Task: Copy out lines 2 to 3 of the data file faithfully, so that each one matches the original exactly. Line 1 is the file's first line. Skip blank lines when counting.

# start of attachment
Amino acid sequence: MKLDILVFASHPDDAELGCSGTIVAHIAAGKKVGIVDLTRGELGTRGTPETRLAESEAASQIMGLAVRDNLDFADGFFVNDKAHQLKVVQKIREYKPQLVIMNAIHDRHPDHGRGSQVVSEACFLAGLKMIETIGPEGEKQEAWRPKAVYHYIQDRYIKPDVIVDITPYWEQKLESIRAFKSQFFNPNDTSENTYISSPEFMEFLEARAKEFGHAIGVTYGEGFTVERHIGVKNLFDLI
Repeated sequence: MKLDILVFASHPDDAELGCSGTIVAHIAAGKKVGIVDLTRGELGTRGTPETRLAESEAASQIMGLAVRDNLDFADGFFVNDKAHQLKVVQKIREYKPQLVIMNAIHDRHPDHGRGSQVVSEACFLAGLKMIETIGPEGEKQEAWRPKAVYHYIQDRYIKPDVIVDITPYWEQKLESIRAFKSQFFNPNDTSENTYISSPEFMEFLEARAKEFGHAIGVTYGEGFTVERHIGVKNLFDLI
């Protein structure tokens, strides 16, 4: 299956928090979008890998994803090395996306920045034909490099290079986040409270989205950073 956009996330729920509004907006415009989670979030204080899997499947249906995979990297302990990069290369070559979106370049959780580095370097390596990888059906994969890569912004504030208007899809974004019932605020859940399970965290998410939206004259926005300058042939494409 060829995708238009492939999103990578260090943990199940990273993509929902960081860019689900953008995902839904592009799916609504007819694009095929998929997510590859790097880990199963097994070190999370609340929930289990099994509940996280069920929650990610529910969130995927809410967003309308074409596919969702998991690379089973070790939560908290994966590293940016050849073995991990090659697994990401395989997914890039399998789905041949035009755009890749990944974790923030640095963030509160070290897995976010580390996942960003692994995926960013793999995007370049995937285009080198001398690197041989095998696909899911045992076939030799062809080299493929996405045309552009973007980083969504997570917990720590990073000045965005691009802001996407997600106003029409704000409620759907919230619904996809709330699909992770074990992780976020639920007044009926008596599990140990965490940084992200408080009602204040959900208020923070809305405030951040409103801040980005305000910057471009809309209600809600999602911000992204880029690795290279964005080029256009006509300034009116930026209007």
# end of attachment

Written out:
Repeated sequence: MKLDILVFASHPDDAELGCSGTIVAHIAAGKKVGIVDLTRGELGTRGTPETRLAESEAASQIMGLAVRDNLDFADGFFVNDKAHQLKVVQKIREYKPQLVIMNAIHDRHPDHGRGSQVVSEACFLAGLKMIETIGPEGEKQEAWRPKAVYHYIQDRYIKPDVIVDITPYWEQKLESIRAFKSQFFNPNDTSENTYISSPEFMEFLEARAKEFGHAIGVTYGEGFTVERHIGVKNLFDLI
């Protein structure tokens, strides 16, 4: 299956928090979008890998994803090395996306920045034909490099290079986040409270989205950073 956009996330729920509004907006415009989670979030204080899997499947249906995979990297302990990069290369070559979106370049959780580095370097390596990888059906994969890569912004504030208007899809974004019932605020859940399970965290998410939206004259926005300058042939494409 060829995708238009492939999103990578260090943990199940990273993509929902960081860019689900953008995902839904592009799916609504007819694009095929998929997510590859790097880990199963097994070190999370609340929930289990099994509940996280069920929650990610529910969130995927809410967003309308074409596919969702998991690379089973070790939560908290994966590293940016050849073995991990090659697994990401395989997914890039399998789905041949035009755009890749990944974790923030640095963030509160070290897995976010580390996942960003692994995926960013793999995007370049995937285009080198001398690197041989095998696909899911045992076939030799062809080299493929996405045309552009973007980083969504997570917990720590990073000045965005691009802001996407997600106003029409704000409620759907919230619904996809709330699909992770074990992780976020639920007044009926008596599990140990965490940084992200408080009602204040959900208020923070809305405030951040409103801040980005305000910057471009809309209600809600999602911000992204880029690795290279964005080029256009006509300034009116930026209007």